Austin360 will be posting dispatches from Austin singer-songwriter Gina Chavez and her band as they tour through Jordan. The full band – which includes Michael Romero, Brad Johnston, Jerry Ronquillo, Kenneth Null, and Mike Meadows – will give us insights into what it’s like for an Austin band to perform, lead workshops and collaborate with local artists in Jordan.
BY BRAD JOHNSTON
When I go on tour I have very few expectations on how things will turn out because I really never know what will happen. But I know for sure that when I’m with people who have the right intentions, touring is an amazing way to discover the world, meet new people, and hopefully leave the world a slightly better place. This tour has made me realize that I’ve always taken one thing for granted – that our band stays together, at least for the official programming such as concerts, rehearsals and workshops.
MORE TOUR DIARY ENTRIES: Gina Chavez Middle East Tour Diary
Before flying into Jordan we knew that the U.S. Embassy – our host – intended to split us into two teams to help cover more ground over the course of two days. This is where the teamwork kicks in. With only a broad understanding of each of the workshops, we divided into teams based on our musical interests and skill sets. But how would we create a thoughtful and helpful experience without having time to fully prepare?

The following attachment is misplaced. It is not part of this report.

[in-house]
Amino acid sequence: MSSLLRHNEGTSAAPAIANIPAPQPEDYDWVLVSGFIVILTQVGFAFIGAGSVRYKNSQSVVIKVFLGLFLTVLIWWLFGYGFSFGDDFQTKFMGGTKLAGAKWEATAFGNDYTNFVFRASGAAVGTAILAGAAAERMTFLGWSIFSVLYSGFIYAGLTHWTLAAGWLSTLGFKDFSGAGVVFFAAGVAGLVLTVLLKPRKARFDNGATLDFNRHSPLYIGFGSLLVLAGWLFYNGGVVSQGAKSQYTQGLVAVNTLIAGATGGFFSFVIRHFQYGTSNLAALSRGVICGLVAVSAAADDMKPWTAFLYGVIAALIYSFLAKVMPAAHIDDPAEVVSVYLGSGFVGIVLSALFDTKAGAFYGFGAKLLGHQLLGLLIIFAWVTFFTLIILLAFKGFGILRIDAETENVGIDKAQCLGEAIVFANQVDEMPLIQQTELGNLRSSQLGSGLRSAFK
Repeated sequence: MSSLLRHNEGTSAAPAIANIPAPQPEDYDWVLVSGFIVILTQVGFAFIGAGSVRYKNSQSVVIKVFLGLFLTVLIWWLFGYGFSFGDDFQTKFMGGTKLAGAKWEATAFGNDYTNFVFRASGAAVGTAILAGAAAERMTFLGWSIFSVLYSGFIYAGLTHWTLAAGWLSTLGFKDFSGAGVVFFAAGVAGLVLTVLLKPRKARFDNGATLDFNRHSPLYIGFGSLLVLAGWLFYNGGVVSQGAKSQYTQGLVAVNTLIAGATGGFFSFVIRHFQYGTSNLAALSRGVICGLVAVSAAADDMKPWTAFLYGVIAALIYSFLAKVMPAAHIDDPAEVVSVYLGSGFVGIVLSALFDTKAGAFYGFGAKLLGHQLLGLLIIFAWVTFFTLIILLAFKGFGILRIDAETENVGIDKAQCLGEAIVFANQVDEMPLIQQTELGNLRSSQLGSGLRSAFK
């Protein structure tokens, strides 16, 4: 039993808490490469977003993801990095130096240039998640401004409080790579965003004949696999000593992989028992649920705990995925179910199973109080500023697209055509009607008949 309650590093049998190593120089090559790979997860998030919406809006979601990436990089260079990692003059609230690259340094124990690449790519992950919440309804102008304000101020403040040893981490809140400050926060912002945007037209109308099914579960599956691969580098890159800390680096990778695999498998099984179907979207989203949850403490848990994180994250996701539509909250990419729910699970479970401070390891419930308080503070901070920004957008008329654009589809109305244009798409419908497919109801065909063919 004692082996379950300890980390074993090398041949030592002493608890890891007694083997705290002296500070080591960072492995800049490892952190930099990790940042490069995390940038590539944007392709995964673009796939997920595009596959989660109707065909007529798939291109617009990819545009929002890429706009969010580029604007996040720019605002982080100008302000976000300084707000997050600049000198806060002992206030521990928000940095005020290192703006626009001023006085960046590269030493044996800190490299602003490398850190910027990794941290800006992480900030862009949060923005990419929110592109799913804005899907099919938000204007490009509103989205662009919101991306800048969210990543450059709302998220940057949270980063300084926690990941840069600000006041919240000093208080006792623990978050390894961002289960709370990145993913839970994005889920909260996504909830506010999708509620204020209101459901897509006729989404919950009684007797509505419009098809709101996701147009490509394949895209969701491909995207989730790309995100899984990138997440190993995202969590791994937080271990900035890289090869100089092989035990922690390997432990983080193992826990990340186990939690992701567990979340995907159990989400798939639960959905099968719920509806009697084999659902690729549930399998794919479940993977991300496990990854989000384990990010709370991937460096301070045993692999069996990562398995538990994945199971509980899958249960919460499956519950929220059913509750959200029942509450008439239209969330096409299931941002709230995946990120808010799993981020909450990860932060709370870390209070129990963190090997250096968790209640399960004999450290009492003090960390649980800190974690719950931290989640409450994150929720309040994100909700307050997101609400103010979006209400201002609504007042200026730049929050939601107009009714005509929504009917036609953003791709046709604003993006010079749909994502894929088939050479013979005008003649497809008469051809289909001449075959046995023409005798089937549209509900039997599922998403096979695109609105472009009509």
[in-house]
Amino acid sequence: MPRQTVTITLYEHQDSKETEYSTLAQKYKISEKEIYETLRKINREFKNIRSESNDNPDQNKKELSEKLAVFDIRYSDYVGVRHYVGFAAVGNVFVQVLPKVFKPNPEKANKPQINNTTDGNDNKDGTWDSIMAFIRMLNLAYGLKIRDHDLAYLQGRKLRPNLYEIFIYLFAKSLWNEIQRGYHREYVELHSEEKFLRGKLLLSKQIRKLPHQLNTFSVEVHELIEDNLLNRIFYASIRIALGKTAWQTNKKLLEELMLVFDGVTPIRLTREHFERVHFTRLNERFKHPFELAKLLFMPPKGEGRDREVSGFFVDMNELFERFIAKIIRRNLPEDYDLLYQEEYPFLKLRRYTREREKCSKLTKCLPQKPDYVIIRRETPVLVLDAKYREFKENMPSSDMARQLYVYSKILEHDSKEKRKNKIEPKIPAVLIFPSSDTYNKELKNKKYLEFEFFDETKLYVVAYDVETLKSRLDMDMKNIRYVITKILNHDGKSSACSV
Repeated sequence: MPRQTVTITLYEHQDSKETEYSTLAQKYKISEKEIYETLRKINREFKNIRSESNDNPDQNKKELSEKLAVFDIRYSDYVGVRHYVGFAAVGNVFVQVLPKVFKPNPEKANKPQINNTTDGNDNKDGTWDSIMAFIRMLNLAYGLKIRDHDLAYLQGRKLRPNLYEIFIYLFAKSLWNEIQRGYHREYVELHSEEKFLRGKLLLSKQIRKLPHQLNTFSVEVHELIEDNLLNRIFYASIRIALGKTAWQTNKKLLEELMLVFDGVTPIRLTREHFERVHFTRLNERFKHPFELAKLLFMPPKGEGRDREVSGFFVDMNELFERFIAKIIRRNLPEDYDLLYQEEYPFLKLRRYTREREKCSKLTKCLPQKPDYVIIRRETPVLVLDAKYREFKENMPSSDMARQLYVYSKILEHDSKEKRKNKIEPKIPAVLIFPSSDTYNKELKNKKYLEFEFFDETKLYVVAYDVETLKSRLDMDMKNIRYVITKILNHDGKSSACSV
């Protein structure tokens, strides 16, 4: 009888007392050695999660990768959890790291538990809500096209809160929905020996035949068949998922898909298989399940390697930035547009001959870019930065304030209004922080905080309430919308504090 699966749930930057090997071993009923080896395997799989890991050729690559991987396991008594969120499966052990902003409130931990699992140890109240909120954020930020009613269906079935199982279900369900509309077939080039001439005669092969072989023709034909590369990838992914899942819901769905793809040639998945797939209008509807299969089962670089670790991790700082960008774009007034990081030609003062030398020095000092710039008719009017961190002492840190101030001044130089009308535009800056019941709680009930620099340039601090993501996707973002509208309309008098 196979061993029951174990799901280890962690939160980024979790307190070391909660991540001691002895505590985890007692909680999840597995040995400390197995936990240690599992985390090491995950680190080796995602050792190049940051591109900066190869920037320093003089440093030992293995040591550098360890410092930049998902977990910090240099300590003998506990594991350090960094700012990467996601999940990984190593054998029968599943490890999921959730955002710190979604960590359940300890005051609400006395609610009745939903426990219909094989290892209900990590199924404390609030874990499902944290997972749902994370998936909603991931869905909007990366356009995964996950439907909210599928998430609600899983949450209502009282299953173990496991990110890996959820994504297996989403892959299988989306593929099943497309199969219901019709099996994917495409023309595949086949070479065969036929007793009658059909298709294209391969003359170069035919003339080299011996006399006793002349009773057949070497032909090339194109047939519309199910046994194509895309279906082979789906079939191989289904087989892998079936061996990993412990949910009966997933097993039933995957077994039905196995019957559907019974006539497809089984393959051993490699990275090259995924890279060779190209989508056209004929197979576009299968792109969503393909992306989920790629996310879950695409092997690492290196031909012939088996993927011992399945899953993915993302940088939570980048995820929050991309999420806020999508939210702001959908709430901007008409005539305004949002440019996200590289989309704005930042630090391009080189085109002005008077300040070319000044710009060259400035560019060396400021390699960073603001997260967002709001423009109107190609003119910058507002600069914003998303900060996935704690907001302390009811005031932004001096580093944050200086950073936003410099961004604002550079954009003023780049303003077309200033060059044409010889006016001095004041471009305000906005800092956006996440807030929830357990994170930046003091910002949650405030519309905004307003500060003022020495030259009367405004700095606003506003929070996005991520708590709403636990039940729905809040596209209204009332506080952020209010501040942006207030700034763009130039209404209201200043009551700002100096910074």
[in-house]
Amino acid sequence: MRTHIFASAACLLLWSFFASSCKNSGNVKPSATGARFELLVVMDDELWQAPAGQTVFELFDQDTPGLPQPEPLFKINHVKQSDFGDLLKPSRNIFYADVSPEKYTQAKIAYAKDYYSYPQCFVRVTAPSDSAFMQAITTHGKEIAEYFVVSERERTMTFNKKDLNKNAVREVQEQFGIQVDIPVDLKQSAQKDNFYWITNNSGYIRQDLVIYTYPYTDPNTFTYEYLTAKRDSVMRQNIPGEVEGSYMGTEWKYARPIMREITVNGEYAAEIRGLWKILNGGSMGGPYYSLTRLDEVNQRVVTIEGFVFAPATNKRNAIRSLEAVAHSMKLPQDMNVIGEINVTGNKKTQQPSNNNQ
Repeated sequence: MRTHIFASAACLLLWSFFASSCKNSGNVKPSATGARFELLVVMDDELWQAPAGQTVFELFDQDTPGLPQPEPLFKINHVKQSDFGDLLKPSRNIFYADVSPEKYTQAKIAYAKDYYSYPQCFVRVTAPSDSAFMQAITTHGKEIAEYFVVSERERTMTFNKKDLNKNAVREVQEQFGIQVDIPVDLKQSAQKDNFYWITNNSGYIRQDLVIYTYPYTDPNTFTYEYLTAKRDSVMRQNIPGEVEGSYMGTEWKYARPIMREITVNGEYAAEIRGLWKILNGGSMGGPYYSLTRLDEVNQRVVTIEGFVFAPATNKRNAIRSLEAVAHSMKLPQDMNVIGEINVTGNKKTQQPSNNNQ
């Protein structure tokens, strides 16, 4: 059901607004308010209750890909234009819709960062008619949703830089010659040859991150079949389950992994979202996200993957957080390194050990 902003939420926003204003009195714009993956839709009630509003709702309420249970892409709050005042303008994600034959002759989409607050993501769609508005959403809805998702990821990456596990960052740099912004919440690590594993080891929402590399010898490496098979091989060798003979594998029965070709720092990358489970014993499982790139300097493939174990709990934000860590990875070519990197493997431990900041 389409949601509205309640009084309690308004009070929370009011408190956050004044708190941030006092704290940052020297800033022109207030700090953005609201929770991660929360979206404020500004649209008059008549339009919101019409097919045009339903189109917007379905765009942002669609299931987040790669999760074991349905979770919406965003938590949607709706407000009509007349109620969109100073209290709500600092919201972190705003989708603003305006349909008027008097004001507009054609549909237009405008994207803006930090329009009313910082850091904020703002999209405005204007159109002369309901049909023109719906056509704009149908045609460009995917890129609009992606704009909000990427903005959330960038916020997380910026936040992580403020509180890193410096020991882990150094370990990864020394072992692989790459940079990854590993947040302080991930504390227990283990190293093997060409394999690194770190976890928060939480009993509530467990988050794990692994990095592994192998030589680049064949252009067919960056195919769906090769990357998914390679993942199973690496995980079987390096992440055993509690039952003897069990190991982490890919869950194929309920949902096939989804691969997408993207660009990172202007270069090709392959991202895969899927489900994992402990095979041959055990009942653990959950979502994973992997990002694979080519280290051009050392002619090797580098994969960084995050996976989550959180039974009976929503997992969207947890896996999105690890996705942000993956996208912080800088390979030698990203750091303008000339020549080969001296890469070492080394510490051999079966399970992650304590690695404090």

The answer was simple. We do it all of the time in our music – improvise! And this week, I saw improvisation in a whole new way. At the National Music Conservatory, our team of three – Mike (drums), Kenneth (bass) and I – led a group of young adult musicians in a masterclass on blues music. We led 14 eastern classical musicians, who had never played the blues, until everyone was jamming! Singers were exploring their voices in a whole new way, Arabic instrumentalists on the oud (non-fretted stringed instrument) and the qanun (mixture of the auto harp and zither) were mastering the pentatonic scale. Pianists were daring to make mistakes as they discovered a new voice on the keys. You should have seen the joy of musical freedom in their eyes!
The next day, we got the whole band back together for an interactive concert for young children with disabilities. I’ll never forget the joy on their faces as we improvised some Arabic lyrics to our silly kids’ song, “Gimme Some Ice Cream.” In mere seconds, we had a room full of students and their teachers shaking the room with shouts of “Ahtini Buhza!” It’s a joyful noise I’ll never forget. These past few days have fortified in me, yet again, the power of being open to improvising, especially when it’s your only option. This band is filled with some really special souls.